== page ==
Connections. We celebrate connections each day at CEID. The connection of a word, signed or spoken, to a concept. Connections to make sense of a new sound discovered through a hearing aid or cochlear implant. Connections to information, to support, to skills. And the connections we make with each other to our students, to families, to patients, to donors. Each individual connection grows and shifts…expanding out to make new connections, each building on the last to form the next. The ripple effects continue far beyond the initial connection. It is this inter-relatedness and capacity to grow that we depend on at the core of our work and daily lives at CEID.
In this newsletter we highlight a “CEID Connector”— what began as a sharing of ideas then sparked an interest leading to curiosity to find out more and with an already existing commitment to be engaged in his community, led to years of support for CEID. Then eventually, another connection was made back to CEID to connect him with access to lost sounds via hearing aids and audiological care.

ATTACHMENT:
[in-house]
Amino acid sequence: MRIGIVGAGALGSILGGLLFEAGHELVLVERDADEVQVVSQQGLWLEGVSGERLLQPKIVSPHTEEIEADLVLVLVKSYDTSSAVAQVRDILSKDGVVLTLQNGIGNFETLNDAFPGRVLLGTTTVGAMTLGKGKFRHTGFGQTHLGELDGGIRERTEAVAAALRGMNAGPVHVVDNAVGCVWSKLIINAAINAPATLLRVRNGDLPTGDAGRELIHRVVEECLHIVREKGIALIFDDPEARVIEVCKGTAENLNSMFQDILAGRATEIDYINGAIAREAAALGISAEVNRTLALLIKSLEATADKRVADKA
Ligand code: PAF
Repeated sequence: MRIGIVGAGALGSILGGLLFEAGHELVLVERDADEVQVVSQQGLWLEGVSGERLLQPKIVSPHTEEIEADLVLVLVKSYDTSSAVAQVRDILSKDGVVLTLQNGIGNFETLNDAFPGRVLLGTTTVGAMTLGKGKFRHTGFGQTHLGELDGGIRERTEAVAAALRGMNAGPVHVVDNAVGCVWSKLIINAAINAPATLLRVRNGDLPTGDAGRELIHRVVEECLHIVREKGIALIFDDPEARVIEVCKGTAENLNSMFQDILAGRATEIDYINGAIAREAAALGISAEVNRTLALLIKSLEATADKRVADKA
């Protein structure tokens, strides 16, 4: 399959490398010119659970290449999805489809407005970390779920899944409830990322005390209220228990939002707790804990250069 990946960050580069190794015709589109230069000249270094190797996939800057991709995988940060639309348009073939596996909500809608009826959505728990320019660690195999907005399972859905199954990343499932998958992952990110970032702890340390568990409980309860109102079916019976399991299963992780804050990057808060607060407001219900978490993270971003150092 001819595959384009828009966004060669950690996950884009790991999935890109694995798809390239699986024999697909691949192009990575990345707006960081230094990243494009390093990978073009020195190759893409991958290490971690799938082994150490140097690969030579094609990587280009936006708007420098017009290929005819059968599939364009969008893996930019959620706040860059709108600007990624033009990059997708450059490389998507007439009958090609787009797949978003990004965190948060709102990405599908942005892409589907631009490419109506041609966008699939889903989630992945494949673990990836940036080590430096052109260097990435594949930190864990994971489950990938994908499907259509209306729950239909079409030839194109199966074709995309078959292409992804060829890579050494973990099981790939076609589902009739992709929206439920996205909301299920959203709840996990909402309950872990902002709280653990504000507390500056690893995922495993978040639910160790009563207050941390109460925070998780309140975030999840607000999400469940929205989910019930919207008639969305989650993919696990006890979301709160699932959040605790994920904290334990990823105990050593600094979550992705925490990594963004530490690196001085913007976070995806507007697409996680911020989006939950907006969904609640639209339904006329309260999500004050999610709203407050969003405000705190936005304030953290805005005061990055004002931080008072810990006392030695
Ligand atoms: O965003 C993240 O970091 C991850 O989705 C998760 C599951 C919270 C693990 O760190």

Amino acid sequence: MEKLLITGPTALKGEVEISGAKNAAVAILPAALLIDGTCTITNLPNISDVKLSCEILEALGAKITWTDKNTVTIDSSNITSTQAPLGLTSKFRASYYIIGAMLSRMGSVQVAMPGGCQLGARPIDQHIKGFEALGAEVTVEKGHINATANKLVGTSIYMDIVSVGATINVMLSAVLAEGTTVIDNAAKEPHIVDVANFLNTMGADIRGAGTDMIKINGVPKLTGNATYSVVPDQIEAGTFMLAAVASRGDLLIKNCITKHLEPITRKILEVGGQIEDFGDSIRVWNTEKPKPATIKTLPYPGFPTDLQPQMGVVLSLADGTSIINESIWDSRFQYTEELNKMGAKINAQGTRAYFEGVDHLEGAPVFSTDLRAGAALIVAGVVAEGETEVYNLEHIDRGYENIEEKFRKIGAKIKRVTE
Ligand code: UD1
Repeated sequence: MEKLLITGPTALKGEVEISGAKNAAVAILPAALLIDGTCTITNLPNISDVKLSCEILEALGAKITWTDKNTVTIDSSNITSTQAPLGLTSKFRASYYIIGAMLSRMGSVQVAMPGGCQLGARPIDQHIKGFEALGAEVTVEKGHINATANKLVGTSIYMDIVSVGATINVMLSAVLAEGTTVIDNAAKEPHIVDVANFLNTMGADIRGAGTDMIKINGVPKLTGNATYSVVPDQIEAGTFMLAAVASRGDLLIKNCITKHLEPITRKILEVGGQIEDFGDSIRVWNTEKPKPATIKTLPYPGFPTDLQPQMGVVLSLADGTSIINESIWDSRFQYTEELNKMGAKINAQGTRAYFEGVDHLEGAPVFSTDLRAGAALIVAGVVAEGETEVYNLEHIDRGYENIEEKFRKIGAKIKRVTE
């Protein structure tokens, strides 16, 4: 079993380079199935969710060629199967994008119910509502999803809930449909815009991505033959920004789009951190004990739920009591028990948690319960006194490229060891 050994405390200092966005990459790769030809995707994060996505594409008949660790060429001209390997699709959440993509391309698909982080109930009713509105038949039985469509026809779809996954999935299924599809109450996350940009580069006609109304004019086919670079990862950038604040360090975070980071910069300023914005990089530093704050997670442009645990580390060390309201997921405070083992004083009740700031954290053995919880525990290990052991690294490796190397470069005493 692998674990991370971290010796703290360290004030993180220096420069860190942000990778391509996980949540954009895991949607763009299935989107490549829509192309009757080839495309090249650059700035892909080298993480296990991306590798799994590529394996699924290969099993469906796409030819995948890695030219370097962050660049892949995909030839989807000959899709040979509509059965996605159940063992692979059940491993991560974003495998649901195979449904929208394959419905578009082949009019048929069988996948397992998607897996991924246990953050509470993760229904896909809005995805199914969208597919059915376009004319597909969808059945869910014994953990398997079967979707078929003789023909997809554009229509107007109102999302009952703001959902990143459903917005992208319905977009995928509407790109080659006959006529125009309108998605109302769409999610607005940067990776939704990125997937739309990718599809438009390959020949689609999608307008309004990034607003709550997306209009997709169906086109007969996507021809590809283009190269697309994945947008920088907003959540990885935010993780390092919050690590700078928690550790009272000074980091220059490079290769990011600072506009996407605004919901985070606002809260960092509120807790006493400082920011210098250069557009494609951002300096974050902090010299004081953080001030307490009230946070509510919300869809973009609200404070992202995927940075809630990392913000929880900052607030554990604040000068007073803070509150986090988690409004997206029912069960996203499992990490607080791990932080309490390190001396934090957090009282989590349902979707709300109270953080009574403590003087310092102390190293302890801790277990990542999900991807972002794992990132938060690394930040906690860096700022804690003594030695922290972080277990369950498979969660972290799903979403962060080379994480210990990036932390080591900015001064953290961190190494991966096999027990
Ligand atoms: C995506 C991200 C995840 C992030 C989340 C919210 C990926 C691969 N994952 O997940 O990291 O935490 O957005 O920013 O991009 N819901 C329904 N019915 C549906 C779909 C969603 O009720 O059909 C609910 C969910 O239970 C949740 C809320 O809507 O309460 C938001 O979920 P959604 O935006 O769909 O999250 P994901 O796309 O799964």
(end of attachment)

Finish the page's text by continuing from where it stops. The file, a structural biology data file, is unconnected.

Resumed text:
We recognize daily how fortunate we are to foster connections and grab the thread and follow it--being intentional about the possibilities any one connection might make. Our Walk-A-Thon in the Spring is dependent upon connections. It is our grassroots, peer-to-peer fundraiser that asks our community to reach out to their communities to seek support for our services. For 18 years it has connected us the day of the event and, in advance, to gather supporters. It importantly raises much needed funds for our programs and increases awareness about who we are, and why it matters.
A person’s intention to care and to make a connection releases a world of possibility. The multiplier effect is limitless and the positive impact profound. What is the ripple effect you will make today? Send your ideas my way. email@example.com